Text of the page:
Originally featured on BroadcastEngineering.com
FCC seeks comment on establishing EAS national test requirement
The FCC released a Second Report and Order as well as a Second Further Notice of Proposed Rulemaking Jan. 14 seeking input on changes to the nation’s Emergency Alert System (EAS) to provide nationwide testing and the collection of information related to the tests.
Current commission rules covering EAS testing focus on conducting weekly and monthly tests of system components on a local and state level rather than testing the system as a whole, according to the commission. An incident in June 2007 in the Ohio Valley, however, revealed the potential for system-wide failure below a single point of failure on the daisy chain structure used to distribute Emergency Action Notification event codes to EAS participants.
The Second Further Notice proposes changes to Part 11 rules covering the alert system requiring all EAS participants to take part in national tests scheduled by the commission. Those tests are to consist of Federal Emergency Management Agency delivering to primary entry point (PEP) radio stations and national primary (NP) stations a coded EAS message that includes: header coders, attention signal, test script and EOM code. This national test will replace the required monthly test for EAS participants in the month it occurs.
The proposal calls for the commission to give EAS participants a two-month warning before conducting the national test. Participants will be required to log their test results and submit the results to the FCC Public Safety and Homeland Security Bureau within 30 days.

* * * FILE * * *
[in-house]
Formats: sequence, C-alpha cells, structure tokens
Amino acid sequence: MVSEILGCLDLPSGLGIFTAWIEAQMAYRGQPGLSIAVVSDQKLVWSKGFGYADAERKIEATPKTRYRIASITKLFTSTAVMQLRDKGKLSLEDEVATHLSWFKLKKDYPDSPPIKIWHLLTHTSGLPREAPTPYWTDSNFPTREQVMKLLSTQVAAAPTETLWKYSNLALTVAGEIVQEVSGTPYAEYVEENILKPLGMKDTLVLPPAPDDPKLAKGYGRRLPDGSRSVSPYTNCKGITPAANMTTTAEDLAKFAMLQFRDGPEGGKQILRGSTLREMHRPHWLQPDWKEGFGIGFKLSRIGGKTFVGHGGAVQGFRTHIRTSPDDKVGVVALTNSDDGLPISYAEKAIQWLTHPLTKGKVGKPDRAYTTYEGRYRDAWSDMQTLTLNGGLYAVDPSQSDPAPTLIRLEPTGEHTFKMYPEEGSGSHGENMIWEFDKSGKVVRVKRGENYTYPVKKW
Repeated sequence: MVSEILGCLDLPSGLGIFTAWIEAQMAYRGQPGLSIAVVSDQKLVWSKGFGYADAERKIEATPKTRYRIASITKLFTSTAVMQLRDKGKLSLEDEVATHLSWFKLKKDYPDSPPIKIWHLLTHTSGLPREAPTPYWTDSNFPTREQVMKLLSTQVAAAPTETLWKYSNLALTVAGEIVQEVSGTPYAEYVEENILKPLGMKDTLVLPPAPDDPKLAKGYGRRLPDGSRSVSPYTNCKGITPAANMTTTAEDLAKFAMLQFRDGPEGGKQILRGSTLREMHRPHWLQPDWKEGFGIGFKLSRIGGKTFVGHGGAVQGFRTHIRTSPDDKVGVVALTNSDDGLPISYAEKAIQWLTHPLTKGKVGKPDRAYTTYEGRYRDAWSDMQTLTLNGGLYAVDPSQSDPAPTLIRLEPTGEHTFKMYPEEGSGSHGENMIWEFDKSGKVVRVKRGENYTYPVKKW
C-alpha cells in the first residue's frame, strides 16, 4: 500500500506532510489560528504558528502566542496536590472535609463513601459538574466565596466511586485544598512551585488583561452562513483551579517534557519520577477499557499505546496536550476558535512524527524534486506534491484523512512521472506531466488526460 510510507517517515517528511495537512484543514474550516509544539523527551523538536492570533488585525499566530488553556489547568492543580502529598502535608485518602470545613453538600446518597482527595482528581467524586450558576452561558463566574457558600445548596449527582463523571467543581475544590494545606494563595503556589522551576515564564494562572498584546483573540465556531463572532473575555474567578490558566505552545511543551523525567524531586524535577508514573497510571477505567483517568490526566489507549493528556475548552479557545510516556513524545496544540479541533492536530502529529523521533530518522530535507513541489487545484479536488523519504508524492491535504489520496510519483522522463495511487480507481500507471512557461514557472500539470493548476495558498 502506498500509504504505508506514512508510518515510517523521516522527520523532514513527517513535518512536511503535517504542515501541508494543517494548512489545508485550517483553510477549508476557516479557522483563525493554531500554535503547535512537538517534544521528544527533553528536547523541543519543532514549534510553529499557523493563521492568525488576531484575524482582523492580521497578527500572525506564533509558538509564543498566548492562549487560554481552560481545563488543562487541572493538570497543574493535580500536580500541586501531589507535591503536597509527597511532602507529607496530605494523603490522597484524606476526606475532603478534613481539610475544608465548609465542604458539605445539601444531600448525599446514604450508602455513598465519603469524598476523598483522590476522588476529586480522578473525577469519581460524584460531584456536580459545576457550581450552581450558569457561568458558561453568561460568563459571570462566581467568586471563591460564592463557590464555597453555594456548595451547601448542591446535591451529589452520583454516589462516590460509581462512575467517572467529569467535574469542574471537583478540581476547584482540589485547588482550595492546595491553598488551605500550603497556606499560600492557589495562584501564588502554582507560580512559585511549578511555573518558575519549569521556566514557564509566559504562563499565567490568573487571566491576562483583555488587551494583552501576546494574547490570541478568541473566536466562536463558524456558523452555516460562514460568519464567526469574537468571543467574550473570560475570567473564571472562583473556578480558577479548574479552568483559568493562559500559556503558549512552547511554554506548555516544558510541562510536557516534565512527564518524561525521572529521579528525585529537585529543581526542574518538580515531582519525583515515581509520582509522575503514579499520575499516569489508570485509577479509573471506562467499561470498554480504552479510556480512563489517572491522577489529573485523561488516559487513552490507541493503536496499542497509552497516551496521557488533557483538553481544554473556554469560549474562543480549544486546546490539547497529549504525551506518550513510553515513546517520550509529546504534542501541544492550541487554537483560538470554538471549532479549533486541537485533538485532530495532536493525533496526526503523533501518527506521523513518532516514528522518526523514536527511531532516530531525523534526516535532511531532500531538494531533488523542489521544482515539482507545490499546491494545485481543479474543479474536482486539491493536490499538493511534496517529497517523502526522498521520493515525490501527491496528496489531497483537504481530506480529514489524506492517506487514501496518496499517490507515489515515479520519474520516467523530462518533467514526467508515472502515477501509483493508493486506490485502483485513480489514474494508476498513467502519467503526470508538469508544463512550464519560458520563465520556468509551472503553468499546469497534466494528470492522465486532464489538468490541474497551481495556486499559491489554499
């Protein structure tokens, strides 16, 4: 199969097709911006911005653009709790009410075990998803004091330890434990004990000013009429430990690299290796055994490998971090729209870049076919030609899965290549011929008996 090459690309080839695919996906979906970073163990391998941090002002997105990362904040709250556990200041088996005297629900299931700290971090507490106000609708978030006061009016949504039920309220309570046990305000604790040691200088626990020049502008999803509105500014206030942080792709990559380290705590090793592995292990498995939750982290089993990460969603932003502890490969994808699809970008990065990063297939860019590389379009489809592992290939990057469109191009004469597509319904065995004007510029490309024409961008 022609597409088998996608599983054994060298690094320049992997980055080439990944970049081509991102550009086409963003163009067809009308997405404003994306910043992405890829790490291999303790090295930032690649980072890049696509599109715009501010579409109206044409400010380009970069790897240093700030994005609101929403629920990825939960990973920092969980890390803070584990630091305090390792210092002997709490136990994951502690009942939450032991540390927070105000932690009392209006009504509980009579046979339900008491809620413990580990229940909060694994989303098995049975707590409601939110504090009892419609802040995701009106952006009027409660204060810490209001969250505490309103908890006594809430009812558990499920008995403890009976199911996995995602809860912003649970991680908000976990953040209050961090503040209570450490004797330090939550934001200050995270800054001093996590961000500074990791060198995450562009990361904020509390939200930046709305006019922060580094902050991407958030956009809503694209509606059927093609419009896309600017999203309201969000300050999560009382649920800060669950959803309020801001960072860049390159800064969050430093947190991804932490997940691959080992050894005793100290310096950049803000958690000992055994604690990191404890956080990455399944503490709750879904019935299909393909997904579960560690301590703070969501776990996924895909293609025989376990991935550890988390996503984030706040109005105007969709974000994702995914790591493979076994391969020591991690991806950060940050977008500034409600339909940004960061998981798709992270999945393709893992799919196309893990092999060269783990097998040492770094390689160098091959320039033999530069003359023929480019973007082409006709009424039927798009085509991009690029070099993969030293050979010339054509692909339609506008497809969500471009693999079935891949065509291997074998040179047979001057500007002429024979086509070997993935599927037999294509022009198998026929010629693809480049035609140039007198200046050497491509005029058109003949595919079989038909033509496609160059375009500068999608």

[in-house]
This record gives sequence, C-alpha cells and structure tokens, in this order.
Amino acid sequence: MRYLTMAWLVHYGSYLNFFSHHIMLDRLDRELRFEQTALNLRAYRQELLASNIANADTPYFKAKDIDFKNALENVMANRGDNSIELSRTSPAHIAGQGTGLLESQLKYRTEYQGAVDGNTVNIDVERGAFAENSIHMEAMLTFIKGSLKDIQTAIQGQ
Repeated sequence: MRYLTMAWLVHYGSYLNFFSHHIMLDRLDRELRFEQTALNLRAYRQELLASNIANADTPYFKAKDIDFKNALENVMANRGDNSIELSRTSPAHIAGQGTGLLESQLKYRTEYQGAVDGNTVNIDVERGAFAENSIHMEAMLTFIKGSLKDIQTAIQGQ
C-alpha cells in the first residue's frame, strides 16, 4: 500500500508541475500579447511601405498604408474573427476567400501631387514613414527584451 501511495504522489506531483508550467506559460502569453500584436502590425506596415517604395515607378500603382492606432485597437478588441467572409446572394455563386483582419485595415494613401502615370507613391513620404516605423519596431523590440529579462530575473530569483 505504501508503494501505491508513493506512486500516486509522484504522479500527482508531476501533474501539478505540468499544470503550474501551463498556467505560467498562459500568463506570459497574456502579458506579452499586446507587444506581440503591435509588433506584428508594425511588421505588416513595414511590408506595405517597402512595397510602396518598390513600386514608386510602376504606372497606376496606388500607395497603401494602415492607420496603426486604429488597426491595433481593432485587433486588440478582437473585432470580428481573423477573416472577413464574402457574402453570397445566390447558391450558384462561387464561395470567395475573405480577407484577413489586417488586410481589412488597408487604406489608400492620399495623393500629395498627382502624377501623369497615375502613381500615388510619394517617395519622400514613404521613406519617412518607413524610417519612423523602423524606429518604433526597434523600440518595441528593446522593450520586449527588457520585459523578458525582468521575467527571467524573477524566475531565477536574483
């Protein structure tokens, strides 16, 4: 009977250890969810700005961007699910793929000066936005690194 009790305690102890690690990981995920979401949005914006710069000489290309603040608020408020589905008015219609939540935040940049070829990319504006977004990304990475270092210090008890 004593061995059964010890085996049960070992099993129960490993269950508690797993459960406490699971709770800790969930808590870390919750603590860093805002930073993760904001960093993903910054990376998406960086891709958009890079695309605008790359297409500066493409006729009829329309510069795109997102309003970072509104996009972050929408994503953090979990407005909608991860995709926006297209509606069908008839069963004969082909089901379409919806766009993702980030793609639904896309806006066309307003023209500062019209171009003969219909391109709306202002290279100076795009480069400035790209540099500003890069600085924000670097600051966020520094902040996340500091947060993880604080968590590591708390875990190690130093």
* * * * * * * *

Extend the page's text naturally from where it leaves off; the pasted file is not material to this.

In its Second Further Notice, the commission is seeking comment on several specific aspects of the proposed rule change, including:
- Whether or not the language used in the proposed rule change is sufficient to ensure the framework for the test is adequate;
- Whether the proposed rule is the best way to implement national testing; and
- Whether the two-month warning proposed to notify participants before the national test is sufficient.
The commission also wants comment on its analysis that conducting a national test at least once a year is necessary to ensure the ongoing readiness of the system while minimizing disruption to the pubic and the attendant costs of such testing.
The Second Further Notice also seeks comment on specific EAS national test recordkeeping and reporting requirements, as well as whether or not a difference in the way EAS ENDEC units are programmed could impact a national EAS test and what changes to commission rules, if any, should be made to ensure uniform performance of the units.
Comments are due to the commission 30 days after publication of the Second Further Notice of Proposed Rulemaking in the Federal Register. Reply comments are due 60 after publication in the Federal Register.